The story of your gigabit internet

The story of your gigabit internet

The corridors of the EU bubble are often the scene of debates on the objectives of the European digital decade and on the connectivity objectives of the Commission: from policy to investment decisions, some arguments can even get heated.

What it takes to bring gigabit connectivity to everyone.

This article puts them aside for a moment. The ETNO team spent a day with the fiber workers who are currently digging the streets to bring gigabit networks to your home as well as offices, SMEs and corporate offices. As they launch a new video series called #FibreStories, let the ETNO team explain what it takes to bring gigabit connectivity to everyone. It’s a lot of hard work, sweat and, of course, some administrative burden.

Early in the morning, one street at a time

October 2022, Brussels: It’s 5 a.m. and the alarm goes off. Outside still dark, cold and the weather forecast calls for light rain throughout the day. For Mark, it’s a normal working day at his job on the streets of Brussels.

At 6:45 a.m., he and his teammates have beaten the rush hour and are already on site, rue de Parme, in Brussels, to begin preparations. It’s their first day on a new street, a few blocks from the construction site completed last week.

Today begins with a difficult part of the job: digging the sidewalks. Here you can see what it takes and what it means. The excavator starts working around 7 a.m. to make room for the trenches in which the new fiber cable infrastructure will be laid. At the time, copper cables were sturdier and therefore easier to handle than today’s fiber optic cables, which are more delicate and also more vulnerable to damage. But the payoff is huge: Internet speeds will be at least 20 times faster.

After the digging comes the wiring

The work of Mark and his team will not be done overnight. After having experienced the trouble of digging the trench and laying the cables, the fiber must reach the facades and then inside the houses and apartments.

Here you can see the teams at work, while ensuring that the fiber reaches your home. Small-scale distribution boxes and cables are added to the facades of the building, and the cables are spliced ​​using state-of-the-art technology with a special machine to be connected to the network. This last step is the shortest: it only takes about three hours to connect your apartment to the fiber network.

This can sometimes get messy, as the final say on installation rests with property owners and managers. That’s when new digital opportunities can finally enter your home and mark the completion of the project. It also marks the end of the fiber deployment journey in a new residential area.

The fiber route to your home? Up to 18 months

Just like Mark, there are hundreds of teams doing this hard work in Belgium. Imagine zooming out on the map of Europe: you will see many more streets, districts, towns and regions. This gives you an idea of ​​the scale of the work needed to achieve the ambitions of the goal of the European digital decade: high-speed connectivity for all Europeans.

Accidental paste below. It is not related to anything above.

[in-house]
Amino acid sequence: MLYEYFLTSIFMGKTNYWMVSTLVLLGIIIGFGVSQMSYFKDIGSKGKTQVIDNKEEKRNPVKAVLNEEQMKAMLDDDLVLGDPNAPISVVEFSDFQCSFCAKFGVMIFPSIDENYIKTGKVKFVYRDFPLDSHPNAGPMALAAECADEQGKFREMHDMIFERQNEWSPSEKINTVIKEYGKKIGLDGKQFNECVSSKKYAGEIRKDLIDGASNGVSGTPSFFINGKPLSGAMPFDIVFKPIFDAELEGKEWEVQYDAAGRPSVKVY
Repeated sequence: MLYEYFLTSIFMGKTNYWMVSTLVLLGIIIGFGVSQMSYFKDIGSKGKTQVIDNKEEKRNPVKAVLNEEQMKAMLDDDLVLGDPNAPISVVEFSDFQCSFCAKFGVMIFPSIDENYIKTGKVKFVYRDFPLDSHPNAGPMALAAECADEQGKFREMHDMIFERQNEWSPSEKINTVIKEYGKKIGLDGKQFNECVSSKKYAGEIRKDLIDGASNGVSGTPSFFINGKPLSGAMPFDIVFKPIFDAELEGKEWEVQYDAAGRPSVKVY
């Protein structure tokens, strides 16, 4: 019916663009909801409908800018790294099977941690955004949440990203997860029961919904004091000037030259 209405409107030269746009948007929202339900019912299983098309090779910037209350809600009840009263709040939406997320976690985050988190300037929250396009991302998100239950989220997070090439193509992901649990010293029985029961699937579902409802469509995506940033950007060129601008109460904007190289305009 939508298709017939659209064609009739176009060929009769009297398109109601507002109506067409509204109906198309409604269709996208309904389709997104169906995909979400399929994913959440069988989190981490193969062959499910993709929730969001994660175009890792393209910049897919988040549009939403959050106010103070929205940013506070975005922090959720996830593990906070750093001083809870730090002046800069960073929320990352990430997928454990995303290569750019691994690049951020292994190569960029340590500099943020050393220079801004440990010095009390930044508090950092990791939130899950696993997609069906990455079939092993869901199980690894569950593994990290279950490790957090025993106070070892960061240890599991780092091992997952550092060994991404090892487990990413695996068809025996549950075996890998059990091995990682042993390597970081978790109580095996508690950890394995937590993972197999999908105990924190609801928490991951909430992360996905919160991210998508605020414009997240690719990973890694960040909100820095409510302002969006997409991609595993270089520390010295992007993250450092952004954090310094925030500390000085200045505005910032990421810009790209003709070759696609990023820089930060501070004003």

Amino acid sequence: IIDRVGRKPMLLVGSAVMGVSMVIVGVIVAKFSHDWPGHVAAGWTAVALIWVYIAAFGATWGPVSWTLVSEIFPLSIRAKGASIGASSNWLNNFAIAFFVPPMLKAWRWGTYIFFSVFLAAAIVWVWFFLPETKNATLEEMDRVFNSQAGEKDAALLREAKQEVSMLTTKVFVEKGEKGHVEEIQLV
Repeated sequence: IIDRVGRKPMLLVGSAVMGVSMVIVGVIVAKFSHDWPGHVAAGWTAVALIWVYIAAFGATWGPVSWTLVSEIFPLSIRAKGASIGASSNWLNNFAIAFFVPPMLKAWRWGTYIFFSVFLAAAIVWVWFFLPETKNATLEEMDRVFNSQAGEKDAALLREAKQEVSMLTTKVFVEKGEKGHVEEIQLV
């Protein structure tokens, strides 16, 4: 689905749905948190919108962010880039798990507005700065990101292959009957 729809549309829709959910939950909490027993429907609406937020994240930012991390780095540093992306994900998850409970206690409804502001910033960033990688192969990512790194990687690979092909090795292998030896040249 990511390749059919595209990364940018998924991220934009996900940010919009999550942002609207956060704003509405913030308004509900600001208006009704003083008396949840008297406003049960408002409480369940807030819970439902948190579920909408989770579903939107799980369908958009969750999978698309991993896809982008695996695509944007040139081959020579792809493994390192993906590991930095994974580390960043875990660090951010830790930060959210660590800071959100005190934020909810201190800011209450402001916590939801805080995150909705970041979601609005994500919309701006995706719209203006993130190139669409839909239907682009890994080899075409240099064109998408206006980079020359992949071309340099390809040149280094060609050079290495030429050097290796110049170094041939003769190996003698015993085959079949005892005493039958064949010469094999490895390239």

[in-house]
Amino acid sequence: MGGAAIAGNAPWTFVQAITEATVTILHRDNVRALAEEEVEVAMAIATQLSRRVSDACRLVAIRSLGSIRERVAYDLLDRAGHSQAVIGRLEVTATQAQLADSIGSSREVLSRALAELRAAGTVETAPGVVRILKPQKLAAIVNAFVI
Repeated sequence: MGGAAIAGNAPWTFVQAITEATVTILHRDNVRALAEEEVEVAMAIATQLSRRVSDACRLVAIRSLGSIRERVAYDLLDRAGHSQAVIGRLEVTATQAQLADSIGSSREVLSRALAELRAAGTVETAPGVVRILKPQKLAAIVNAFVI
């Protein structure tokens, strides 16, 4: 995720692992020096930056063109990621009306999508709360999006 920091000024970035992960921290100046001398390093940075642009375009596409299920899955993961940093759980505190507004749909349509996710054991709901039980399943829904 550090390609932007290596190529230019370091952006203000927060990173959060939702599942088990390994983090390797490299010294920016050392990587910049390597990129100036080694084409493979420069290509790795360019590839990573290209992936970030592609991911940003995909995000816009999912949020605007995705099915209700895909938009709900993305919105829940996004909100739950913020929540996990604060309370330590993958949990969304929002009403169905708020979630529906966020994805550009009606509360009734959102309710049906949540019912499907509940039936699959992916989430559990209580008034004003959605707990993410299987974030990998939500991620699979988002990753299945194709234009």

On average, the complete completion of a fiber deployment project in a new area can take up to 18 months.

The fiber story above is just the latest part of a long process. On average, the complete completion of a fiber deployment project in a new area can take up to 18 months. The typical investment decision behind choosing a specific area would usually have been made years ago, based on uncertain projections of future demand as well as considerations of expected return on investment.

Once this investment decision has been made, the first step is to make an inventory of facades and buildings. Each area is different and subject to various local permits. In many cases, the civil works required must be coupled with other projects in sectors such as energy, wastewater, transport and other industrial sectors involving infrastructure. This would ensure that streets could only be drilled once, to allow different companies to step in.

It’s complex and sometimes means red tape, leading to delays: fiber experts have to wait for other civil works to become available, permits have to be carefully synchronized and investments made available in a timely manner, by example. Only after all the investment decisions are made and all the planning has taken place, can European fiber workers really take to the streets and start delivering.

All European operators are investing to reach the objective of 150 billion euros to bring fiber to the homes of more than 70% of Europeans.

Reaching Connectivity Goals Means Reaching You

The story that we live in the streets of Brussels unfolds every day at European level: all European operators are investing to reach the objective of 150 billion euros, the amount needed to bring fiber to the homes of more than 70% of Europeans. If you are among them, the story above may sound familiar. Otherwise, a new wave of investment efforts from telecom operators and hard work from fiber teams will bring fiber to your doorstep for years to come.

To achieve the goals of the EU’s digital decade, the fiber story must be replicated in every district of Europe. Mark’s team could have added a few hundred Europeans to those empowered by FTTH. Bringing it to the premises of 450 million Europeans means there’s still a lot to do: that’s the hard work behind the exciting goals of Europe’s Digital Decade.

#story #gigabit #internet

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